As our family members continue to grow older each day, eventually there may come a point when they no longer feel comfortable living alone or are unable to care for themselves without some form of assistance.
This is when some might make the decision to have their senior family members move in with them so that they have peace of mind in knowing that their family is getting the quality of care they deserve.
Although this move will allow you to spend more time with your loved ones and ensure their well-being, it is still a significant transition that will ultimately affect the dynamic of your home.
For this reason, it is essential that you are prepared for this change and everything that accompanies it—from modifying your home to be safer for seniors to discussing expectations and house rules.
Read on to learn 5 tips for how to appropriately prepare for seniors moving in with you.
Tips for Preparing to Take on the Task of Senior Care in Your Home
1. Set up a living space for them.
One of the first things that you should focus on when transitioning elderly family members into your home is preparing some sort of living space for them. While this may seem like a no-brainer, there are actually a lot of factors to take into consideration when selecting this living space.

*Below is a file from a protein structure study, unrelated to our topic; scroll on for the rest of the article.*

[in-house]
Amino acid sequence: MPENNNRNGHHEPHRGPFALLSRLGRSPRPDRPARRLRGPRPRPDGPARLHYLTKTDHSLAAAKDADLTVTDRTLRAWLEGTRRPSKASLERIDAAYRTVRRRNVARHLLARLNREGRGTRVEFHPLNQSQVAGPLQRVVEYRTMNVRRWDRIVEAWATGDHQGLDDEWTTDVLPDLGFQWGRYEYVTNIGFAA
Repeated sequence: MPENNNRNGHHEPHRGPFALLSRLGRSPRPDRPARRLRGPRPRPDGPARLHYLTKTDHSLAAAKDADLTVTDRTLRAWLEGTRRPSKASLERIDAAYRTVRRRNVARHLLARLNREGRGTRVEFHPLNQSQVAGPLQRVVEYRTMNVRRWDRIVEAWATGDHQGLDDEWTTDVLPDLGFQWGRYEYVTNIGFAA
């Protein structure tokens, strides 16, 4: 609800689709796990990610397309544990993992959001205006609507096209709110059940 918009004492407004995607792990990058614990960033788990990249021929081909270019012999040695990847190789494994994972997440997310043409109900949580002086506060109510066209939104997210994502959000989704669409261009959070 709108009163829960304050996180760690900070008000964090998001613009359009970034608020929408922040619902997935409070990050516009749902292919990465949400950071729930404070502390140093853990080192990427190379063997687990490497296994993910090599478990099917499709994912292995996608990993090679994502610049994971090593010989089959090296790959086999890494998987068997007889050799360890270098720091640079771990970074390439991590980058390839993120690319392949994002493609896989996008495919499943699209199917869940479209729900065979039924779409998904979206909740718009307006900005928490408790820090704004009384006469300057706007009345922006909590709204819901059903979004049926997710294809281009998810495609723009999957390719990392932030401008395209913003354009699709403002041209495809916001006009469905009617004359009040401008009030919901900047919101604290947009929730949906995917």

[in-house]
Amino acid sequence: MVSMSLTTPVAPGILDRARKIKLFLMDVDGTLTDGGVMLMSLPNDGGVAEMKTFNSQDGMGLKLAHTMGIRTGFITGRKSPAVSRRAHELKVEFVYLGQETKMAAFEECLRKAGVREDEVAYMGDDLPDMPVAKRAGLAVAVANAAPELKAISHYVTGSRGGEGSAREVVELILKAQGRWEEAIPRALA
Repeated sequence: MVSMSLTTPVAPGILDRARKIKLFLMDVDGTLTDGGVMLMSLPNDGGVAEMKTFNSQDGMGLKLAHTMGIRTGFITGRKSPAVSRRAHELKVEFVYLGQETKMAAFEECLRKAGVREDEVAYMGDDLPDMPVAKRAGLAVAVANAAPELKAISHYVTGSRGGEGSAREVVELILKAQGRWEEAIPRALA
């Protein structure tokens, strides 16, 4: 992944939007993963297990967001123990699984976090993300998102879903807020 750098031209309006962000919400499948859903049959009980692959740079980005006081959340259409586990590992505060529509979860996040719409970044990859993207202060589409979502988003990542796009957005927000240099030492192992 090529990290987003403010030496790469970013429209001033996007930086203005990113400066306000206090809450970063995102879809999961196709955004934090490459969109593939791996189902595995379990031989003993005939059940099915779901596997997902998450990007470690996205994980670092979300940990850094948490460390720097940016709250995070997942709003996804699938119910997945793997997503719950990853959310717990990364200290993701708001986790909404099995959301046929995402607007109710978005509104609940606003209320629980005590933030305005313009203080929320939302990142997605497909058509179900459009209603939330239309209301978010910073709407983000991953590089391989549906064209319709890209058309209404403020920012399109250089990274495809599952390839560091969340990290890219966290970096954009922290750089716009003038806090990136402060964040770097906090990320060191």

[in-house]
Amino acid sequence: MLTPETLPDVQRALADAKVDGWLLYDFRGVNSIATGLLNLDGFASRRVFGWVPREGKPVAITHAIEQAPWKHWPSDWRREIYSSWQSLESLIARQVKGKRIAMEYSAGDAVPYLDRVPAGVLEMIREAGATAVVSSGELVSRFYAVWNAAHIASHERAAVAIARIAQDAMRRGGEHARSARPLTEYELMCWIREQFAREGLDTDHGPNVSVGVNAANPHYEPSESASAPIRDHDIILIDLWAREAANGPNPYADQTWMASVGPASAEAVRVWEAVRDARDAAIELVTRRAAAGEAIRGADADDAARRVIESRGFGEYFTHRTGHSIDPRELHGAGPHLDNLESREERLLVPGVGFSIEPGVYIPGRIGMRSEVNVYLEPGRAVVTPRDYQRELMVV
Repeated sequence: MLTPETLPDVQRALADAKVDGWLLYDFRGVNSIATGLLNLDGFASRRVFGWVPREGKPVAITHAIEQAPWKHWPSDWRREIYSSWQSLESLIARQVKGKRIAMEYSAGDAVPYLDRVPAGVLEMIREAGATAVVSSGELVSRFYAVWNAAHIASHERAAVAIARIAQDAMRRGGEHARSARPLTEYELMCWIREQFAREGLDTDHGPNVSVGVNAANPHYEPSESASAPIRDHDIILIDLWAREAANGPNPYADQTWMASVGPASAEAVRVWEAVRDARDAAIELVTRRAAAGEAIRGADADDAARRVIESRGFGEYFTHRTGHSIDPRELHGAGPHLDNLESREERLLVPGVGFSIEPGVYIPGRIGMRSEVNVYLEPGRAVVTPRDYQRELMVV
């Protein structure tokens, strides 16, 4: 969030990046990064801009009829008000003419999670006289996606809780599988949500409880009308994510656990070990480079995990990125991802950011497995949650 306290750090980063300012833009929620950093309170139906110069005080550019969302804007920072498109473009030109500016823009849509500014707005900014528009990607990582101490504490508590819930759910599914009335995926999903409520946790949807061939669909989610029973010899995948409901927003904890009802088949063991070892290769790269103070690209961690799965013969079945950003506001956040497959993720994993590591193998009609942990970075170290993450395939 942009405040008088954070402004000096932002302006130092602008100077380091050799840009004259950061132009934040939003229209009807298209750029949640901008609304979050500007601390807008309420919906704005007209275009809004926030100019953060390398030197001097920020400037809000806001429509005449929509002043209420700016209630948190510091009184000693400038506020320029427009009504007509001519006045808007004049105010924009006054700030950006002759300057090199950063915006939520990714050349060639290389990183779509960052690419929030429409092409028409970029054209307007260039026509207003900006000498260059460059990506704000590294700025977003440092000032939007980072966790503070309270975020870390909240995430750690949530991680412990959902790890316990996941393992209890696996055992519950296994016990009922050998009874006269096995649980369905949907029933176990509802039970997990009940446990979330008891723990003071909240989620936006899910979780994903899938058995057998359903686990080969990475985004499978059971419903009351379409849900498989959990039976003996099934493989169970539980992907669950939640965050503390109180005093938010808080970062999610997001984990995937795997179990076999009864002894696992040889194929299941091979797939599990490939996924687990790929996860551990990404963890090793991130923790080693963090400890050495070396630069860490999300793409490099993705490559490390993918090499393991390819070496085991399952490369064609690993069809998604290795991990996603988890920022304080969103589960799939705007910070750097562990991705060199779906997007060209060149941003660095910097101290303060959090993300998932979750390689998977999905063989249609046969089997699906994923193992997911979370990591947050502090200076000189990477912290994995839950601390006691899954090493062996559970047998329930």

For example, the location of their living space is important, especially for seniors that have limited mobility.
You may want to choose a room that is on the main floor so that they don’t have to struggle up and down the stairs, a room closer to the bathroom so they don’t have to stumble around in the dark at night, or a room farther away from the kids so they can enjoy more peace and quiet.
It is also important that you try and pick a secluded area that allows your elderly family members to maintain their privacy.
Providing your family with their own space not only provides them with privacy but also provides you with privacy, as well as the opportunity to implement physical and personal boundaries that will help prevent short tempers or conflict in the future.
2. Have a discussion about your expectations and house rules.
While it may feel uncomfortable switching up the power dynamics between elders and youths, your family members will now be living under your roof, so they must respect your rules.